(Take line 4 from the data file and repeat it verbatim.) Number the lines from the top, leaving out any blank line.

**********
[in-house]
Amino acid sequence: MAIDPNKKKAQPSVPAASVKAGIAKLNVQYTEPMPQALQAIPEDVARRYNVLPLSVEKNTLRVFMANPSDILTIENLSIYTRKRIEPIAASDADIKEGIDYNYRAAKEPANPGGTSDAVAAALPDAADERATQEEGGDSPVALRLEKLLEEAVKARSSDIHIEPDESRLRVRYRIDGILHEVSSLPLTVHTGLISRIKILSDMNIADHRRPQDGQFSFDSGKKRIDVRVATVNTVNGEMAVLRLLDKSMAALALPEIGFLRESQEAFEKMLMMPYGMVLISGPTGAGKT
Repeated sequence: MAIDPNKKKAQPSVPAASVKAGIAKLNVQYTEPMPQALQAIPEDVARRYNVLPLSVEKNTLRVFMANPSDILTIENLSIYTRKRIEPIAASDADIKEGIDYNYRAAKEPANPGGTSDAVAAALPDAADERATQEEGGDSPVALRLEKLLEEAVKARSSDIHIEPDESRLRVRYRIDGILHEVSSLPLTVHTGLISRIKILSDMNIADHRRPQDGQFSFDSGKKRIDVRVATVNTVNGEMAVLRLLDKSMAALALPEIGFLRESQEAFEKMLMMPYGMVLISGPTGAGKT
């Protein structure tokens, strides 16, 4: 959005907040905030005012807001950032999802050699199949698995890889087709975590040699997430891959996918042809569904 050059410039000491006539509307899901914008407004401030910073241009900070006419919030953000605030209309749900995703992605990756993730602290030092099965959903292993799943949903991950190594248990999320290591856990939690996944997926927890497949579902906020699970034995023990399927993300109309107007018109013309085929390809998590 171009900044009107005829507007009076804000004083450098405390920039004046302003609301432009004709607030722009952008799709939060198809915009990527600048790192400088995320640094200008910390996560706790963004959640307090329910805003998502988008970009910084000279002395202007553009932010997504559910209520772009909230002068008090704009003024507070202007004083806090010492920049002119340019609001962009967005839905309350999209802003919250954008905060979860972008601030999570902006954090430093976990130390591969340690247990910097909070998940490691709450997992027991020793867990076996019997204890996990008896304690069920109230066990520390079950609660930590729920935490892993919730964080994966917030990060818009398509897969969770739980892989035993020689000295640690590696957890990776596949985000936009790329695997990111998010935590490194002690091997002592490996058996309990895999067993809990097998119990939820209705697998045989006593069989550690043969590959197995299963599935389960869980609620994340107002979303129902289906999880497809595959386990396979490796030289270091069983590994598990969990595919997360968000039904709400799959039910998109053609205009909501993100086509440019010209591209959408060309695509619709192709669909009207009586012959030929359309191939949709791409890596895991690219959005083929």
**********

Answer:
């Protein structure tokens, strides 16, 4: 959005907040905030005012807001950032999802050699199949698995890889087709975590040699997430891959996918042809569904 050059410039000491006539509307899901914008407004401030910073241009900070006419919030953000605030209309749900995703992605990756993730602290030092099965959903292993799943949903991950190594248990999320290591856990939690996944997926927890497949579902906020699970034995023990399927993300109309107007018109013309085929390809998590 171009900044009107005829507007009076804000004083450098405390920039004046302003609301432009004709607030722009952008799709939060198809915009990527600048790192400088995320640094200008910390996560706790963004959640307090329910805003998502988008970009910084000279002395202007553009932010997504559910209520772009909230002068008090704009003024507070202007004083806090010492920049002119340019609001962009967005839905309350999209802003919250954008905060979860972008601030999570902006954090430093976990130390591969340690247990910097909070998940490691709450997992027991020793867990076996019997204890996990008896304690069920109230066990520390079950609660930590729920935490892993919730964080994966917030990060818009398509897969969770739980892989035993020689000295640690590696957890990776596949985000936009790329695997990111998010935590490194002690091997002592490996058996309990895999067993809990097998119990939820209705697998045989006593069989550690043969590959197995299963599935389960869980609620994340107002979303129902289906999880497809595959386990396979490796030289270091069983590994598990969990595919997360968000039904709400799959039910998109053609205009909501993100086509440019010209591209959408060309695509619709192709669909009207009586012959030929359309191939949709791409890596895991690219959005083929």